Shooting All the King’s Ladies Part 2: Terrorizing the City of San Francisco

The production of “The First Big-Budget Erotic Extravaganza Shot Entirely on Videotape” was jinxed.  It was as if I had walked under a ladder with a black cat circling around me.

The grim gauntlet began even before the shoot.

The following is from SKINFLICKS:

I came out of Brooks Camera in San Francisco, loaded down with photographic supplies. My car was gone! Who’d want to steal a brown Rabbit with a faded right rear quarter panel?

Evidently, no one. I found out from a liquor store clerk that the City tow truck had taken it to the impound yard, instead of issuing a parking ticket. Visitors weren’t known for rushing to pay them.

flyers and book cover 014
Shot in 1981, starring Serena, Sharon Mitchell, Rhonda Jo Petty, Michael Morrisson, JonMartin, Mai Lin

If you ever managed to get through the busy signals to the city garage, you’d be glad–by then–to pay the $135 ransom. But I was in a time frenzy: Production was due to begin on All the King’s Ladies in only two days.

Shelly and I had just seen the pyrotechnic Raiders of the Lost Ark; it gave me an inspiration. I called the information operator and said in a deadly calm voice, “I don’t want you to panic, but this could be a matter of life and death. I’m on the demolition team of a movie crew. That car is carrying explosive materials, which could become very unstable if you look at them the wrong way. If they go off, it would be the equivalent of 500 pounds of dynamite.”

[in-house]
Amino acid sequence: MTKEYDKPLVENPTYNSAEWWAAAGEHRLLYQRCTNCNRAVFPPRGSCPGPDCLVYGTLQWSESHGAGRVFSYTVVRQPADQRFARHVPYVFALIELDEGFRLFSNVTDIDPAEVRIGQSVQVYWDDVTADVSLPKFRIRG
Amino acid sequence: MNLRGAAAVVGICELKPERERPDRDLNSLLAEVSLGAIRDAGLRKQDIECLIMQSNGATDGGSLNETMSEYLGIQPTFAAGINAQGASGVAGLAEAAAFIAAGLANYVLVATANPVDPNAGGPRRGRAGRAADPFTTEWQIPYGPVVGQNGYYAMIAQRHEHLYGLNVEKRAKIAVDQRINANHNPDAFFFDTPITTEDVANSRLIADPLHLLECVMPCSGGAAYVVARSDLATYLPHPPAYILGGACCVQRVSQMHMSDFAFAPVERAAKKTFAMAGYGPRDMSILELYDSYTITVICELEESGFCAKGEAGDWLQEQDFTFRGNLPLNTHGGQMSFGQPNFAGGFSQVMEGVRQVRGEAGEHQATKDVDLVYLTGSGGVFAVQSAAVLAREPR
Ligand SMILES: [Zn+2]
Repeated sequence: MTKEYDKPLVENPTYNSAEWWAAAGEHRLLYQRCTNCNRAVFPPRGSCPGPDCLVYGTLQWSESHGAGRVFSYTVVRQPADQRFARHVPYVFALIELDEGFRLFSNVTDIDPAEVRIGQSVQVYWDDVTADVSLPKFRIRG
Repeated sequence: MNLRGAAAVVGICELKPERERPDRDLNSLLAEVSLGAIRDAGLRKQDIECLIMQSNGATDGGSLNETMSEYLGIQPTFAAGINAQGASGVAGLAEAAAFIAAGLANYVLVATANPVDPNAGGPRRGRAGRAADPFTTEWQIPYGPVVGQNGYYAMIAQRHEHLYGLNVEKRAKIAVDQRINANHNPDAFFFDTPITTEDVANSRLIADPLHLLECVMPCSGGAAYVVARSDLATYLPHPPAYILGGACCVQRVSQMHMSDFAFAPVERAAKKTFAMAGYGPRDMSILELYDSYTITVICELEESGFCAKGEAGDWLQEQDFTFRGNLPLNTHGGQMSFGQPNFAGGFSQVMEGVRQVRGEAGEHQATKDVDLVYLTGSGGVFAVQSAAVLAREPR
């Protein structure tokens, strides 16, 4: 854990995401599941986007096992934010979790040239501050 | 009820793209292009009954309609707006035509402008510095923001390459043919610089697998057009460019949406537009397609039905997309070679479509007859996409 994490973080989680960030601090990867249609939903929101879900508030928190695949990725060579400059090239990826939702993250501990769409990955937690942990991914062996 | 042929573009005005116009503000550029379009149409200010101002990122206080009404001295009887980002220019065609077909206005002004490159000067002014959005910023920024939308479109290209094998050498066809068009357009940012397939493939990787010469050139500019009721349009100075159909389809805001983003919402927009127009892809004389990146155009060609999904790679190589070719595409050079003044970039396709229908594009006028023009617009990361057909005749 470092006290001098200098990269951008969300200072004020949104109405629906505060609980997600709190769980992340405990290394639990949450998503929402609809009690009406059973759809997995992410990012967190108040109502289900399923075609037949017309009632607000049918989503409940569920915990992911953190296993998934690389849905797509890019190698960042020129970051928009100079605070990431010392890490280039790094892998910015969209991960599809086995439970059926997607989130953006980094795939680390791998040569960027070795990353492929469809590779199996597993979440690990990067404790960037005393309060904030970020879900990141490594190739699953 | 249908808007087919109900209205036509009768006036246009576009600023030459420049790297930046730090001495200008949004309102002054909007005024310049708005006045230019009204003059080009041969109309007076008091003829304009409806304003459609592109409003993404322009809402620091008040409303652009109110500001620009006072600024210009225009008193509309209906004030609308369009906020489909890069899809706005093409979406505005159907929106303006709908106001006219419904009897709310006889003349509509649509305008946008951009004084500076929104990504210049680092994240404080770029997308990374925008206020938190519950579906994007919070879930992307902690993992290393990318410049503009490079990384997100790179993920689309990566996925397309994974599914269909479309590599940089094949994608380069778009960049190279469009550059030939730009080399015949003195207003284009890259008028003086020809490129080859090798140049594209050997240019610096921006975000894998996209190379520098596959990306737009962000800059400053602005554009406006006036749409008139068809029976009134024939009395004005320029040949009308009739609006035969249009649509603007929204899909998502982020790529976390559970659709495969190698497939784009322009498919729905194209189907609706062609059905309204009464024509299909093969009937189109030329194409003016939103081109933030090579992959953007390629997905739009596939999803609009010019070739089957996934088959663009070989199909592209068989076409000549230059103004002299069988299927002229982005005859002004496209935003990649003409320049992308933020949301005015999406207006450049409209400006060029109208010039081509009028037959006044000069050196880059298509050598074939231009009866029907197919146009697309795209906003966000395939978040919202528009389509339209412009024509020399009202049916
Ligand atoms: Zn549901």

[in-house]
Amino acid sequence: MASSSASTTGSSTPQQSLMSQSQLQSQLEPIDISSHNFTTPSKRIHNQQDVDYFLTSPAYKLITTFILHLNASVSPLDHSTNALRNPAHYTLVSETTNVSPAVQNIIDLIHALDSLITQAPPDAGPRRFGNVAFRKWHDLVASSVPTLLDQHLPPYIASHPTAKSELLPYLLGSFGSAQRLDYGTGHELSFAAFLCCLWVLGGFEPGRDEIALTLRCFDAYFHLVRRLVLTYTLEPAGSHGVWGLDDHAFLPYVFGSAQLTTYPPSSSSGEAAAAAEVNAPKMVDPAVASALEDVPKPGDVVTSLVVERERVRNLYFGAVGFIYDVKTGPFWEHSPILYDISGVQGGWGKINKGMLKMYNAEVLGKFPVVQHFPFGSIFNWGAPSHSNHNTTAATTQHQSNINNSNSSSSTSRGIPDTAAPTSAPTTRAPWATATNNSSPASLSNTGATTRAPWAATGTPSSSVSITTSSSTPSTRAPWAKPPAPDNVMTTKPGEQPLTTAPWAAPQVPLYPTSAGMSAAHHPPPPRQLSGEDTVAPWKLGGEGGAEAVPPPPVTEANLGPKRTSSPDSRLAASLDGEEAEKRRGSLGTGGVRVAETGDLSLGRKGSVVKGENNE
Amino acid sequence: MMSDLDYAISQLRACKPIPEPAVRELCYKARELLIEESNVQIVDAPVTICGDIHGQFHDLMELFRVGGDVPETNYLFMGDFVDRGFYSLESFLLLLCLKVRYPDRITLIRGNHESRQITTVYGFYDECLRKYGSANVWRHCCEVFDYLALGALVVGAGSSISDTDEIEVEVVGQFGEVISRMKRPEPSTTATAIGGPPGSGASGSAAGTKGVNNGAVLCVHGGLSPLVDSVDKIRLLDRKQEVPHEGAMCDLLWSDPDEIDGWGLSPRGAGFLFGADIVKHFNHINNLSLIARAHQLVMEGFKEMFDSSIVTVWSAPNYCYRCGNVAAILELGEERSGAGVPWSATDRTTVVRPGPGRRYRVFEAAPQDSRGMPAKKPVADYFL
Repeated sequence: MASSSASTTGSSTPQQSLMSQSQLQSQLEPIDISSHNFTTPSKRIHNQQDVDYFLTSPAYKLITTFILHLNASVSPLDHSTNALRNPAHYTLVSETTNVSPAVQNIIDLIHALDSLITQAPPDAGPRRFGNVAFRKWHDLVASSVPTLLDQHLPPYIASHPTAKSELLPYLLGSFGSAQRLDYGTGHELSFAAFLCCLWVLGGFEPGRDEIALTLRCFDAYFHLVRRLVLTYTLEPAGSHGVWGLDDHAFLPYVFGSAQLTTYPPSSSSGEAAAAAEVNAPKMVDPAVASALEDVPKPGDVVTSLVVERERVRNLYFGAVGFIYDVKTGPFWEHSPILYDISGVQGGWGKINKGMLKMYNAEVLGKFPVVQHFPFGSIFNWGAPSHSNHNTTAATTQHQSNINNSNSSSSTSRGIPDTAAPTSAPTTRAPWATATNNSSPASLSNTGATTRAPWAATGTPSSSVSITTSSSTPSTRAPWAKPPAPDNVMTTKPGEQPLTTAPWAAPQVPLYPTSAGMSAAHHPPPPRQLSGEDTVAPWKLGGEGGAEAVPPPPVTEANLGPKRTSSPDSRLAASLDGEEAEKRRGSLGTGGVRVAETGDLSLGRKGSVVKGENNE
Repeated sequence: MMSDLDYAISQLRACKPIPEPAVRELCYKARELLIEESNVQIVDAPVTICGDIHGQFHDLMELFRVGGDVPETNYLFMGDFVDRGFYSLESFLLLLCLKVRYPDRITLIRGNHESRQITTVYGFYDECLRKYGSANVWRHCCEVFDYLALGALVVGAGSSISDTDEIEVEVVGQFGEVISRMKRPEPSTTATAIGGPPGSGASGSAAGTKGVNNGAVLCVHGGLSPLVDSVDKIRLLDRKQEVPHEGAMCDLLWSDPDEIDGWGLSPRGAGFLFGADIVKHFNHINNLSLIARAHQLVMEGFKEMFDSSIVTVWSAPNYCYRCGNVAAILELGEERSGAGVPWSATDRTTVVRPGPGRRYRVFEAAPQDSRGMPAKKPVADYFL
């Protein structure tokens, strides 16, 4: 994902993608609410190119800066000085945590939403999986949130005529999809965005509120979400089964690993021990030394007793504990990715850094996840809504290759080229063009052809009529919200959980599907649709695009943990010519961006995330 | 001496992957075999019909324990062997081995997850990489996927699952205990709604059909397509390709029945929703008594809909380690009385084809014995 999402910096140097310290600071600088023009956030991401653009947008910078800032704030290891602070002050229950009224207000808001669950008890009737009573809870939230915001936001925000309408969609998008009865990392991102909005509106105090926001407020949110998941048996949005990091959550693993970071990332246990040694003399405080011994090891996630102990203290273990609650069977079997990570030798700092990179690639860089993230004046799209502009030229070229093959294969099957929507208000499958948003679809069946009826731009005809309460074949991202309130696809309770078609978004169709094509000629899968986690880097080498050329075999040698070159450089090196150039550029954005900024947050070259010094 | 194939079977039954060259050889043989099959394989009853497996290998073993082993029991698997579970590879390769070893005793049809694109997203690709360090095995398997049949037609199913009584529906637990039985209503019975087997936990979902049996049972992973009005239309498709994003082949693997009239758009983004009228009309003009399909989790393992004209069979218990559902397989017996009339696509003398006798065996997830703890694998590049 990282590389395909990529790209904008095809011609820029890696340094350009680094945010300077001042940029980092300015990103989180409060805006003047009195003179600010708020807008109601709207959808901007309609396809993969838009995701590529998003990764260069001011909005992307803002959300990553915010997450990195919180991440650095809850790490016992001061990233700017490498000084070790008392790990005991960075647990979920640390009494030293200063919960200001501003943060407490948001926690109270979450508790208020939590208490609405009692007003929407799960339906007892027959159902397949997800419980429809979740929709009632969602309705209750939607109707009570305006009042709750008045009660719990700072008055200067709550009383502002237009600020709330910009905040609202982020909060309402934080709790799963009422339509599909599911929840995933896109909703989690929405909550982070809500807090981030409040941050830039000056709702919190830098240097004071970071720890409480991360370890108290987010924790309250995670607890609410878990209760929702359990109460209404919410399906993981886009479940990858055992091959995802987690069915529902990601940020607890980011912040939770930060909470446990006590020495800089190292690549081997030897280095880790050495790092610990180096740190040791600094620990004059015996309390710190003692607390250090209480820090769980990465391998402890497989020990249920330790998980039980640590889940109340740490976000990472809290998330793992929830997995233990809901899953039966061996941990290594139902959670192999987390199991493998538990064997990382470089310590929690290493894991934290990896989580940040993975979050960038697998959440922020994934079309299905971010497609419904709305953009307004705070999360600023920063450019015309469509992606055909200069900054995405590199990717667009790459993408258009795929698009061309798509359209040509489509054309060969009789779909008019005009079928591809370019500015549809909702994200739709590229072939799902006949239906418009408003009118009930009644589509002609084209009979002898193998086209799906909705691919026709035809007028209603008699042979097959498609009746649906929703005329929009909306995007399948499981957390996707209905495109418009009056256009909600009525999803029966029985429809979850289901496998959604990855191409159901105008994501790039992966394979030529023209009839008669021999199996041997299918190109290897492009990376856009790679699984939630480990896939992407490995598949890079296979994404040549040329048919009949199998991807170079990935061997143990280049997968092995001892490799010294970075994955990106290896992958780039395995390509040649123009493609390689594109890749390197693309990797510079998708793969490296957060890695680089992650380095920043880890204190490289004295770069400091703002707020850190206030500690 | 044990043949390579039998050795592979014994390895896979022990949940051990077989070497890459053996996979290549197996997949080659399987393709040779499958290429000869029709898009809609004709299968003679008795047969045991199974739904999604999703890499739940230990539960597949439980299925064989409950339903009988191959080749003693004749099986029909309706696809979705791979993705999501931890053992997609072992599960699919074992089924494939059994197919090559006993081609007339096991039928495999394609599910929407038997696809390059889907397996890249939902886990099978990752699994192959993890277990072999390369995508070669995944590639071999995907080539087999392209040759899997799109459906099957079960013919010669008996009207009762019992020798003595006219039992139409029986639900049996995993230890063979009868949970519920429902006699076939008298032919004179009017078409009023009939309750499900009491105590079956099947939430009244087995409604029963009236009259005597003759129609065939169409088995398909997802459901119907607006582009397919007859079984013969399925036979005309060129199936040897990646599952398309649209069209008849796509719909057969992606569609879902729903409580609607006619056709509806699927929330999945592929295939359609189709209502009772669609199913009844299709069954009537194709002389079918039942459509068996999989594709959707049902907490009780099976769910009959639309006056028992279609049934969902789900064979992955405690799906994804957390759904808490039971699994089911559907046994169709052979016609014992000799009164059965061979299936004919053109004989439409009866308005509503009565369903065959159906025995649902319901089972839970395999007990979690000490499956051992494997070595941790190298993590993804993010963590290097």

“Oh, my God!” the operator exclaimed. She gave me the garage’s emergency number. I got through immediately, gave the same spiel and got the same “Oh, my God!” response.

I ran fifteen blocks through the bowels of “San Fiasco” and arrived at the garage, panting and sweaty, clutching my packages like a running back hugging a wet football. Two dark suits flanked me into the parking structure. Upon spying the Rabbit, I halted so quickly that one of the suits, trying to do the same, nearly sprawled headlong on the concrete.

Cautiously, I approached the car. As I’d hoped, the suits stayed back. I jumped into the Rabbit and took off. In my mirror I glimpsed the suits–not yet aware they’d been had–dive behind a van.

Next post: Shooting All the King’s Ladies Part 4: Ripoffs. Learning new lessons in distrust.






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David Blander

David Blander had had many careers. As a director, he made commercials for clients such as Magnavox, the State of Michigan, Clark Equipment and Amway. As a video engineer, his biggest accounts were the underworld porn kings who pioneered the home video revolution of the 1980s. When California legalized medical pot in 1996, he developed a trophy-winning strain that he distributed to northern California dispensaries—until Feds and local sheriffs busted his grow-op warehouses. Now retired, Blander is beginning another career: writing. Plato said, “An unexamined life is not worth living.” Blander’s professional history gives his life plenty to examine.

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